Please use this identifier to cite or link to this item:http://hdl.handle.net/20.500.12105/6734
Novel algorithms adding new dimensions to mass-spectrometry based proteomics: comprehensive characterization of post-translational modificaiton
Bagwan, Navratan CNIC
Vazquez, Jesus CNIC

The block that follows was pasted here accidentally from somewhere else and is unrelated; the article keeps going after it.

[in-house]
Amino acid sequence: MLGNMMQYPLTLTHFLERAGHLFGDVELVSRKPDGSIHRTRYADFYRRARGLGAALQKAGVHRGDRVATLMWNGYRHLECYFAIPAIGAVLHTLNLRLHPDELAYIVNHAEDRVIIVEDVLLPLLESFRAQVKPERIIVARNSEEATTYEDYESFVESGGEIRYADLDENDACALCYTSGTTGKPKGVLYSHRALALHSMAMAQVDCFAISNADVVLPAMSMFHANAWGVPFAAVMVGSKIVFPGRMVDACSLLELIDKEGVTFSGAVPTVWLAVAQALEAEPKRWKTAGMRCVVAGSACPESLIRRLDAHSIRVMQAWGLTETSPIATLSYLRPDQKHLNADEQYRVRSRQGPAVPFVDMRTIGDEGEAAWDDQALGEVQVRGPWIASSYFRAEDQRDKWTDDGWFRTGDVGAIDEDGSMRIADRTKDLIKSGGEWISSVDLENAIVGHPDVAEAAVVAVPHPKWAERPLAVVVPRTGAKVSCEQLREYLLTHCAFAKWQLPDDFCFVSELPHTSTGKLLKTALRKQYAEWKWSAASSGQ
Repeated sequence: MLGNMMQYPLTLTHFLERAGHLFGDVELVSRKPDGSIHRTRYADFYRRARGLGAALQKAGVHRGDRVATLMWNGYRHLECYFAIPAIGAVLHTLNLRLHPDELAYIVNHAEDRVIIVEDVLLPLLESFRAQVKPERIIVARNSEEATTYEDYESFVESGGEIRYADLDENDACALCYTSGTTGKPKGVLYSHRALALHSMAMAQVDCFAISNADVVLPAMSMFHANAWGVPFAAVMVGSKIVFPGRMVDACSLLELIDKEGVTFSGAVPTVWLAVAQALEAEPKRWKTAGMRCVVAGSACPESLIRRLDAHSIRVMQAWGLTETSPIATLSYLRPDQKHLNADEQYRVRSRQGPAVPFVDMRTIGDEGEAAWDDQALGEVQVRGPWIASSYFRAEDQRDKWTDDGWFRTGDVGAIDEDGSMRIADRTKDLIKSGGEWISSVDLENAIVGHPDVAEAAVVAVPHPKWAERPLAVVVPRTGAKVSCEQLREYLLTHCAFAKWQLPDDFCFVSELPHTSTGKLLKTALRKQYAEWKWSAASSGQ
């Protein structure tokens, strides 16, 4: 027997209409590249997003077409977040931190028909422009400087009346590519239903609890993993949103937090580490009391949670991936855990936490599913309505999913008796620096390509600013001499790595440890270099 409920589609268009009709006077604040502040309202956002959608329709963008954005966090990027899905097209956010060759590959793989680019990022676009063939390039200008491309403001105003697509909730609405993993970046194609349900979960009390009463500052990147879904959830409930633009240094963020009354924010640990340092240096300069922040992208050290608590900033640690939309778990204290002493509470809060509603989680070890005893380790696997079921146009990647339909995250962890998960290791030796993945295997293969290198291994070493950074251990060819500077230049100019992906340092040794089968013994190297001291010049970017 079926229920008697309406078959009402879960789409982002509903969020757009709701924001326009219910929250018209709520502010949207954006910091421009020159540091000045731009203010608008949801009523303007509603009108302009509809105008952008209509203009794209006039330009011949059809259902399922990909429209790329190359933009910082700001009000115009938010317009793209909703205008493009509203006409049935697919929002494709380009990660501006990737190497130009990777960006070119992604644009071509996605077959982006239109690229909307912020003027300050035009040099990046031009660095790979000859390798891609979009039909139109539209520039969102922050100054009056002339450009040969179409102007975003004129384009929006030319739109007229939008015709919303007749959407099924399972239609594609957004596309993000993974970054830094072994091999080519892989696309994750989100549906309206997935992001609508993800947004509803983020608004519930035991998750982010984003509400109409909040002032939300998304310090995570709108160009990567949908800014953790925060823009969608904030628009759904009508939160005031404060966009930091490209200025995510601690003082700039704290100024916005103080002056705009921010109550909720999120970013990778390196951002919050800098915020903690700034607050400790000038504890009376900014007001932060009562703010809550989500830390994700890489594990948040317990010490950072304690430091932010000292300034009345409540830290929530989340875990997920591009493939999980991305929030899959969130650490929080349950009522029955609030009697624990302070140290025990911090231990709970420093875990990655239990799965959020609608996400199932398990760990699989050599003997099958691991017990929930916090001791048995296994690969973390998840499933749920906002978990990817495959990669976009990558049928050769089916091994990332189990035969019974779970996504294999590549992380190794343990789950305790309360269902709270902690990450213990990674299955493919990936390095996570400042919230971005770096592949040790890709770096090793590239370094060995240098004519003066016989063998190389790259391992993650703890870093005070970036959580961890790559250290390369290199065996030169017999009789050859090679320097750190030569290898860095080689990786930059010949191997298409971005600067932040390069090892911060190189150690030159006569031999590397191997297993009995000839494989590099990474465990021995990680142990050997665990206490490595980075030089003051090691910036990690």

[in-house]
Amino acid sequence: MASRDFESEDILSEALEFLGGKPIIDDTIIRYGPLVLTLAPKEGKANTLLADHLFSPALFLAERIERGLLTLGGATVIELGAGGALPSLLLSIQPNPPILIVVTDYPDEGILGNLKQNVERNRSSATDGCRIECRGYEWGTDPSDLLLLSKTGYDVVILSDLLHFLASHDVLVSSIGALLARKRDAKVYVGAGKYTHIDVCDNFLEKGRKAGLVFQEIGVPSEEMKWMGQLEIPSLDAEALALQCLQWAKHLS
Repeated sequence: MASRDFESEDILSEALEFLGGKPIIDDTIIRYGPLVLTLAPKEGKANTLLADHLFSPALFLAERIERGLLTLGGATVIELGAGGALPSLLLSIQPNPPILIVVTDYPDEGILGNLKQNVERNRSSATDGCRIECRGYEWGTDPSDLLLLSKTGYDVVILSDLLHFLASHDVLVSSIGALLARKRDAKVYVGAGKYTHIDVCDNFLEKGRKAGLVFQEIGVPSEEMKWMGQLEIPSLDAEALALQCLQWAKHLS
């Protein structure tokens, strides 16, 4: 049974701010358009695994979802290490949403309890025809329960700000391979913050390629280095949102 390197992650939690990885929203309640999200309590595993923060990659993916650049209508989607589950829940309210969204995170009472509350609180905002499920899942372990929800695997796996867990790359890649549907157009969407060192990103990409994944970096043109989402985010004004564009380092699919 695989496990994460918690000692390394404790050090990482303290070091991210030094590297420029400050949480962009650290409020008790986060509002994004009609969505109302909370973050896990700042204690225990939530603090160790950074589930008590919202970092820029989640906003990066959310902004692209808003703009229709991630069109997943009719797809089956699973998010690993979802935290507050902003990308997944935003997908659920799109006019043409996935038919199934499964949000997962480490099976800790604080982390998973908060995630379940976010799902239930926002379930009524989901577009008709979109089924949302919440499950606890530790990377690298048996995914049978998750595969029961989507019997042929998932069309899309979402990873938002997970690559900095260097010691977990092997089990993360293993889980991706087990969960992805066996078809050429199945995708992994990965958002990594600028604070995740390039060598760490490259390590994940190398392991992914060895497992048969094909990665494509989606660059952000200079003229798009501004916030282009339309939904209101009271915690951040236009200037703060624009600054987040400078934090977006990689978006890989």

The technological advances in proteomics are allowing an increasingly detailed characterization of the complex panorama of post-translational modifications of proteins and are gradually developing towards an unbiased analysis of peptide modifications. The recently developed ultra-tolerant database search (open search, “OS”) uses precursor mass tolerances of hundreds of Daltons, allowing the identification of modified peptides never identified before by conventional (closed, “CS”) searches. Despite these improvements, OS algorithms still rely on the chance that the modification leaves enough unaffected fragment ions, thus identifies only half of the modified peptides and cannot pinpoint the modification site. Furthermore, there is a need of a generic quantification algorithm able to handle the huge variety of modified peptides resulting from an OS experiment. In this Thesis, I present a suit of developed algorithms and tools, designed to overcome the above-mentioned limitations. Comet-PTM is an improved search engine that applies the peptide modification mass to the fragmentation series upon score calculations for each peptidespectrum match (PSM). As a result, we emulate the scores produced by a CS for the same modification set as variable; double the yield attained by a regular OS and localize the modified residue with high accuracy. SHIFTS, controls the PSM false-discovery rate of the CometPTM results through a conservative three-layered approach taking into account the high mass accuracy of modern mass spectrometers. PtmSticker annotates the enormous wealth of modifications in a semi-supervised way, allowing for the first time the generation of a complete map of the modified peptidome as part of an automated pipeline. For the quantitative analysis of modified peptides, we developed and validated an algorithm based on a previously proposed WSPP workflow, for the simultaneous quantification of the modified peptidome, the whole proteome and systems biology. The model allows detection of PTMs changing independently of the protein abundance change. These developments were used to characterize the impact of mitochondrial heteroplasmy on the proteome and on the modified peptidome in mice, revealing that the heteroplasmy causes oxidative damage in heart OXPHOS proteins.
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